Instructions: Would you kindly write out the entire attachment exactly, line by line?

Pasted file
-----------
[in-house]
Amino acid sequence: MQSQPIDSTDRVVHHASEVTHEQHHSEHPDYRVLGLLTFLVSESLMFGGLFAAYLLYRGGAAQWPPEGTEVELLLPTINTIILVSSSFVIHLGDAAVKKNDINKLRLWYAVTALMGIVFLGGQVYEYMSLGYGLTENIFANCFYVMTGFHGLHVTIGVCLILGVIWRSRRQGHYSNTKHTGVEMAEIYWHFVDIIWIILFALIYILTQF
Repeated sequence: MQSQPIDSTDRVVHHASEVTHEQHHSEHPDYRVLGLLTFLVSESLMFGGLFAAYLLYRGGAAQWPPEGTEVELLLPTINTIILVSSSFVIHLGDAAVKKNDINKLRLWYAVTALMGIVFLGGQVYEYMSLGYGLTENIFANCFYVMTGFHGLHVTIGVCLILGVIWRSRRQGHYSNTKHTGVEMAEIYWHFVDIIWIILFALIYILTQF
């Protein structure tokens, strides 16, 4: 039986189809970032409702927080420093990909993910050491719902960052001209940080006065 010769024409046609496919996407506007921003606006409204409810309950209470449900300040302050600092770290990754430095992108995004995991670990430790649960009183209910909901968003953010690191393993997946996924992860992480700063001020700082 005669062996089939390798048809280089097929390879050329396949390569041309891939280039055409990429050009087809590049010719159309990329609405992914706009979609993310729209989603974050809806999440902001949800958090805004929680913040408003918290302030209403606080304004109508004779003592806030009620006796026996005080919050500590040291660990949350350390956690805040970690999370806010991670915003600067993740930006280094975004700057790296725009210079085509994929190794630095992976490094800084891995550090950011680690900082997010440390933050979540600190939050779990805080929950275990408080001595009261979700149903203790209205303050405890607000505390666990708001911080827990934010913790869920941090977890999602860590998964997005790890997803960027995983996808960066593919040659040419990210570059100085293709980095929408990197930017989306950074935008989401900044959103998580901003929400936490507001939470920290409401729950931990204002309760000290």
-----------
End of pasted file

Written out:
[in-house]
Amino acid sequence: MQSQPIDSTDRVVHHASEVTHEQHHSEHPDYRVLGLLTFLVSESLMFGGLFAAYLLYRGGAAQWPPEGTEVELLLPTINTIILVSSSFVIHLGDAAVKKNDINKLRLWYAVTALMGIVFLGGQVYEYMSLGYGLTENIFANCFYVMTGFHGLHVTIGVCLILGVIWRSRRQGHYSNTKHTGVEMAEIYWHFVDIIWIILFALIYILTQF
Repeated sequence: MQSQPIDSTDRVVHHASEVTHEQHHSEHPDYRVLGLLTFLVSESLMFGGLFAAYLLYRGGAAQWPPEGTEVELLLPTINTIILVSSSFVIHLGDAAVKKNDINKLRLWYAVTALMGIVFLGGQVYEYMSLGYGLTENIFANCFYVMTGFHGLHVTIGVCLILGVIWRSRRQGHYSNTKHTGVEMAEIYWHFVDIIWIILFALIYILTQF
């Protein structure tokens, strides 16, 4: 039986189809970032409702927080420093990909993910050491719902960052001209940080006065 010769024409046609496919996407506007921003606006409204409810309950209470449900300040302050600092770290990754430095992108995004995991670990430790649960009183209910909901968003953010690191393993997946996924992860992480700063001020700082 005669062996089939390798048809280089097929390879050329396949390569041309891939280039055409990429050009087809590049010719159309990329609405992914706009979609993310729209989603974050809806999440902001949800958090805004929680913040408003918290302030209403606080304004109508004779003592806030009620006796026996005080919050500590040291660990949350350390956690805040970690999370806010991670915003600067993740930006280094975004700057790296725009210079085509994929190794630095992976490094800084891995550090950011680690900082997010440390933050979540600190939050779990805080929950275990408080001595009261979700149903203790209205303050405890607000505390666990708001911080827990934010913790869920941090977890999602860590998964997005790890997803960027995983996808960066593919040659040419990210570059100085293709980095929408990197930017989306950074935008989401900044959103998580901003929400936490507001939470920290409401729950931990204002309760000290």